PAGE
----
Signpost One (Updated!) : John McCullough’s ‘Reading Frank O’Hara on the Brighton Express’

[Please read the ‘about’ section, which explains the scope of this blog.]

I am starting with John McCullough because he was my inspiring, intuitive, tutor for my Open University ‘Creative Writing’ course. My personal journey began with him as the guide. One of the best things John taught me was about the “Talent Myth”: You can learn to write poetry. There is no such thing as innate talent. You can start off rubbish and end up good. You can! Yes, courses, workshops, books, tutors, yes to all those things, but the Big Fat Point is that you don’t need to worry about whether or not you have that magical thing called ‘talent’.

If you want to learn how to write poetry, John’s poem, ‘Reading Frank O’Hara on the Brighton Express’, is full of zingy ideas, movement and wonderful swirling interactions between the poet and the world. It made me cry. I was going to start blathering on about why it made me cry, but, you know, “show not tell” and all that, so – with the permission of the author (he’s cool like that) – here it is:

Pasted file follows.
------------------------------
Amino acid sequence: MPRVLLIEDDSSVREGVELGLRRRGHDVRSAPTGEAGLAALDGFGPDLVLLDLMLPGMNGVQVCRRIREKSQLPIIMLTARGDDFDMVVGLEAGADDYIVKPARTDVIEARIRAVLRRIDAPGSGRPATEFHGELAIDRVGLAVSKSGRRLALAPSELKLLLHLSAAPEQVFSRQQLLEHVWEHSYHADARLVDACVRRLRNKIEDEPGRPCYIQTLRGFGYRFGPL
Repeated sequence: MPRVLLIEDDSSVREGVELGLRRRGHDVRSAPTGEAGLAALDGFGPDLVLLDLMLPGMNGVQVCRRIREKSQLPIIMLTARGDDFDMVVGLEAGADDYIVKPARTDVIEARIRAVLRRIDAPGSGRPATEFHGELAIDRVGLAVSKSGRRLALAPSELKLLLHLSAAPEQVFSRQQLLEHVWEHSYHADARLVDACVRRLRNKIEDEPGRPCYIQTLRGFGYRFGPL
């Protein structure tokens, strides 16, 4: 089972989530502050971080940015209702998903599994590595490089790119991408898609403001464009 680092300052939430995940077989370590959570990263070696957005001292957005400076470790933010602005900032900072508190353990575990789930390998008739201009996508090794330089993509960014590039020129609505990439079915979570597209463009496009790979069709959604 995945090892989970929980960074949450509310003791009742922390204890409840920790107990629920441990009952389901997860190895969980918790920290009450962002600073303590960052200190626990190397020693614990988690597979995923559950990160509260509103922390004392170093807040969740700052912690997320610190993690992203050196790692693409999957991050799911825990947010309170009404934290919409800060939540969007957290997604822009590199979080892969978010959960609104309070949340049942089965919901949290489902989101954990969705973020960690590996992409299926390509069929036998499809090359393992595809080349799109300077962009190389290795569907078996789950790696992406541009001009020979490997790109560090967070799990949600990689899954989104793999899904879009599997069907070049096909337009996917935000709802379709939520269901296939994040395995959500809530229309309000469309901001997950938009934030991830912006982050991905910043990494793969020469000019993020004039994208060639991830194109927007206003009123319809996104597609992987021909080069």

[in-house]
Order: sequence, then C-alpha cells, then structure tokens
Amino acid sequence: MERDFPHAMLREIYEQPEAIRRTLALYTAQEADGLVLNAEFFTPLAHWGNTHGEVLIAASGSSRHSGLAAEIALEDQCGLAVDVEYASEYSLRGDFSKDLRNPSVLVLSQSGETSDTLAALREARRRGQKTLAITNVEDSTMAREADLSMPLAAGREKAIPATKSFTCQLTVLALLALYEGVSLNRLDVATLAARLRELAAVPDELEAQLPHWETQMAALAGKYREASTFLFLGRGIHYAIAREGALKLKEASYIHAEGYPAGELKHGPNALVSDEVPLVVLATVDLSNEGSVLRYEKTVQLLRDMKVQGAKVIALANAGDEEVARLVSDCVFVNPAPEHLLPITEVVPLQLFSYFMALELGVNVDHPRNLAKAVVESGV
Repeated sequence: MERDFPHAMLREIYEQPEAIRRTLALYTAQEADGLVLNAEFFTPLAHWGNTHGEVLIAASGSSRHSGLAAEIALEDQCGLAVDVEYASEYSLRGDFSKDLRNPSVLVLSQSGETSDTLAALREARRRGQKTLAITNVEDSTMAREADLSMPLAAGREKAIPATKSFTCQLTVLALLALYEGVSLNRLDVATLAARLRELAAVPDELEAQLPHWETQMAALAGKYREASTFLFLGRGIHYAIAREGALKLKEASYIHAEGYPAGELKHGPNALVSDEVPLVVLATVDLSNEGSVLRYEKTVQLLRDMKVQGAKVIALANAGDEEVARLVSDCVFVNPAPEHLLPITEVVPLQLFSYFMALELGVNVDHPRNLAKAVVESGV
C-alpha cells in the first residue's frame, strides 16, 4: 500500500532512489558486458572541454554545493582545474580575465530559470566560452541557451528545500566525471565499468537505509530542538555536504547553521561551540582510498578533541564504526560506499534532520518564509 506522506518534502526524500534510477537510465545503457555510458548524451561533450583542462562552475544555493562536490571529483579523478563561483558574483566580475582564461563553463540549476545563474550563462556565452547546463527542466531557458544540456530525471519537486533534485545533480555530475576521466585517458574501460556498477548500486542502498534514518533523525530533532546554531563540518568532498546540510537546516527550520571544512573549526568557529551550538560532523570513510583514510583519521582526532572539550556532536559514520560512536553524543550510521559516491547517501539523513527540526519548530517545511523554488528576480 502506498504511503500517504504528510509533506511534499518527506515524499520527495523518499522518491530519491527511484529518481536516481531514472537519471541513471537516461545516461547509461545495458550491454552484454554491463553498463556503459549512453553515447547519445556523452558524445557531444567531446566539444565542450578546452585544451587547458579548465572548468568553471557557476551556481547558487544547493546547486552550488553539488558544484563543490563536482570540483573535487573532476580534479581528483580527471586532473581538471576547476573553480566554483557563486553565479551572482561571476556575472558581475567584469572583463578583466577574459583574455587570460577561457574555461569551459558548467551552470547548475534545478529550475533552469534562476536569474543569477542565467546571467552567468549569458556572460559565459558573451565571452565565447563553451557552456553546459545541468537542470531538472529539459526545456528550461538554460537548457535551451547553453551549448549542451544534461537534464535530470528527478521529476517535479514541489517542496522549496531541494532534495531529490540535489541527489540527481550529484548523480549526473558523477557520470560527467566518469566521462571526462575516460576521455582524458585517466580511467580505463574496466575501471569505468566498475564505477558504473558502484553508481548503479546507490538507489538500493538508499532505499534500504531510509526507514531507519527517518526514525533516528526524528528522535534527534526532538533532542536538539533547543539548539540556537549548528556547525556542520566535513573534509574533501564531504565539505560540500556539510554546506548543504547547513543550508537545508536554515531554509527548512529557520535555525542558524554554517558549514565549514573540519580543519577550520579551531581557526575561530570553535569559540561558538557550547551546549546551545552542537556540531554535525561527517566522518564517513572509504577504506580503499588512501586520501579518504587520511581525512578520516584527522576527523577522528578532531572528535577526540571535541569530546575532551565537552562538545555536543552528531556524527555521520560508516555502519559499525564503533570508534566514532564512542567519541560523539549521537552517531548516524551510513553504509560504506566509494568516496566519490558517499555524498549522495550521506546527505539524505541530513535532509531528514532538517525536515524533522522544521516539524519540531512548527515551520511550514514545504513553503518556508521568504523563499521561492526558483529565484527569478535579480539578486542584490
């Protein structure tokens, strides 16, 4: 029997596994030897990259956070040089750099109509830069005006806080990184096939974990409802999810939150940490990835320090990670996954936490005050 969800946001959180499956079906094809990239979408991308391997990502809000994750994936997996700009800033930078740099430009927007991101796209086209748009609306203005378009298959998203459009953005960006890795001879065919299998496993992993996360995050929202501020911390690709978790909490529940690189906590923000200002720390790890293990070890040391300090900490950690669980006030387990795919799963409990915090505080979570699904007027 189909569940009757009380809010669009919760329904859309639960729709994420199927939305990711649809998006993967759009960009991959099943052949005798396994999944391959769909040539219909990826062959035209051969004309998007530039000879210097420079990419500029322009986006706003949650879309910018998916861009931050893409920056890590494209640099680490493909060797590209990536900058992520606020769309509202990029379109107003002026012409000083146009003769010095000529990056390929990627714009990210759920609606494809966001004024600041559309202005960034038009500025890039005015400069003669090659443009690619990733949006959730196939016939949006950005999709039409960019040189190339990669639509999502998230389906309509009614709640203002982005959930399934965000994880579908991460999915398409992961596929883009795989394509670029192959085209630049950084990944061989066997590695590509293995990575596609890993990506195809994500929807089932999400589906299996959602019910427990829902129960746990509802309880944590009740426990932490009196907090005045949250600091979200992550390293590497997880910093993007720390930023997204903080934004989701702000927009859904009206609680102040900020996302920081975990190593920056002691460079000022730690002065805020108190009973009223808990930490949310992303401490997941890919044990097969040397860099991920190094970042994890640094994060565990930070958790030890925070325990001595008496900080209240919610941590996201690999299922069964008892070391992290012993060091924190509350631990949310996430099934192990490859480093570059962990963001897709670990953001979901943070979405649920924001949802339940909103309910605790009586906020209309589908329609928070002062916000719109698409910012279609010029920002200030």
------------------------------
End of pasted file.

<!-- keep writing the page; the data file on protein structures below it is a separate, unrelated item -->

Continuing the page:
Reading Frank O’Hara on the Brighton Express

I might believe we are stationary.

It’s only everything out there kindly

hurtling past, the grey verticals of Clapham

revealed as bars of a song.  I might lend my ear

to catch cirrus chit-chat then touch down

at Gatwick and watch parked cars nuzzle

in tidy rows.  Which reminds me to sort

my manners out, to raise a hand to waving trees

whizzing backwards, plastic bags in their branches

brilliant flags announcing carnivals

in Balcombe, Wivelsfield, Hassocks.

I may trill like a starling myself, bless everything

outside and within this case of human fireworks:

the silver-chained lads probing Burger King bags

like lucky dips; the Tannoy woman who is Our Lady,

surely, with a mobile altar of Ribena and Coke;

the suits with Guardians hiding Heat magazine.

I may twig that Brighton is unreal,

is being made as we approach,

the shops plugged in, the prom laid down,

the new beach scattered with smiling pebbles,

there where buses have names

so we can get knocked down by Dusty Springfield.

I might conjure up crowds auditioning

for the North Laine, all dreadlocks and posturing,

benefits and big schemes, with different kinds

of queen walking different kinds of dog –

vital clutter that dashes or repairs